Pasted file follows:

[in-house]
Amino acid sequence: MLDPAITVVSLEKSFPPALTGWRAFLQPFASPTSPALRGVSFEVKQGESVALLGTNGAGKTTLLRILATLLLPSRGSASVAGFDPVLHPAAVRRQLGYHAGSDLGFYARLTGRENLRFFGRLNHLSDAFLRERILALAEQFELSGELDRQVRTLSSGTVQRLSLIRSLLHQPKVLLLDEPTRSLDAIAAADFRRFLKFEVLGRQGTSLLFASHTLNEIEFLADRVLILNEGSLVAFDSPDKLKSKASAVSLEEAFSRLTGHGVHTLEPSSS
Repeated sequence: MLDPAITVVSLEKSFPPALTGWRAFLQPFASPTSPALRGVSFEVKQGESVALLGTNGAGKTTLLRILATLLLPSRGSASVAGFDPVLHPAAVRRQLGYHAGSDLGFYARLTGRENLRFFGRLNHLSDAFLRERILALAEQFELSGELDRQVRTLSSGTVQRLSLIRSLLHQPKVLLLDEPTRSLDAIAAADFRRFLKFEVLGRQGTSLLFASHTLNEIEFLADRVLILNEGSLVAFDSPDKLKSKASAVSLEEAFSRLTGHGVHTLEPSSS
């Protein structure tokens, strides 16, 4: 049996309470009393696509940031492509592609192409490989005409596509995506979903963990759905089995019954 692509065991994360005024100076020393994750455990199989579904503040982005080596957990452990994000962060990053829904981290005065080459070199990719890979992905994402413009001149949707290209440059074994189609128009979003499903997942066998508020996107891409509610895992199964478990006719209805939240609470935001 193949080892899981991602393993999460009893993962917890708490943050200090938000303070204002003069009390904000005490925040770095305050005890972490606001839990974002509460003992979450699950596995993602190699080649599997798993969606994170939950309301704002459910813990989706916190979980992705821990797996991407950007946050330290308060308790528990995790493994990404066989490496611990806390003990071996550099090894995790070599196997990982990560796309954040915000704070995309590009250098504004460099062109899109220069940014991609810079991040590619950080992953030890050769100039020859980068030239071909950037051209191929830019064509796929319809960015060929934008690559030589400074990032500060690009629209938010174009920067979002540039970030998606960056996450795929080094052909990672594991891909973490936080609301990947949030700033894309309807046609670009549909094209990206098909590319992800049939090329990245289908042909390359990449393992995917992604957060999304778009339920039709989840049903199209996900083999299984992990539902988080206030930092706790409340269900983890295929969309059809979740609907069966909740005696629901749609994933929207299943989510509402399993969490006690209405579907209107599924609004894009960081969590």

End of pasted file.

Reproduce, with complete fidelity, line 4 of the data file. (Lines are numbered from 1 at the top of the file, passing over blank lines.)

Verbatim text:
């Protein structure tokens, strides 16, 4: 049996309470009393696509940031492509592609192409490989005409596509995506979903963990759905089995019954 692509065991994360005024100076020393994750455990199989579904503040982005080596957990452990994000962060990053829904981290005065080459070199990719890979992905994402413009001149949707290209440059074994189609128009979003499903997942066998508020996107891409509610895992199964478990006719209805939240609470935001 193949080892899981991602393993999460009893993962917890708490943050200090938000303070204002003069009390904000005490925040770095305050005890972490606001839990974002509460003992979450699950596995993602190699080649599997798993969606994170939950309301704002459910813990989706916190979980992705821990797996991407950007946050330290308060308790528990995790493994990404066989490496611990806390003990071996550099090894995790070599196997990982990560796309954040915000704070995309590009250098504004460099062109899109220069940014991609810079991040590619950080992953030890050769100039020859980068030239071909950037051209191929830019064509796929319809960015060929934008690559030589400074990032500060690009629209938010174009920067979002540039970030998606960056996450795929080094052909990672594991891909973490936080609301990947949030700033894309309807046609670009549909094209990206098909590319992800049939090329990245289908042909390359990449393992995917992604957060999304778009339920039709989840049903199209996900083999299984992990539902988080206030930092706790409340269900983890295929969309059809979740609907069966909740005696629901749609994933929207299943989510509402399993969490006690209405579907209107599924609004894009960081969590």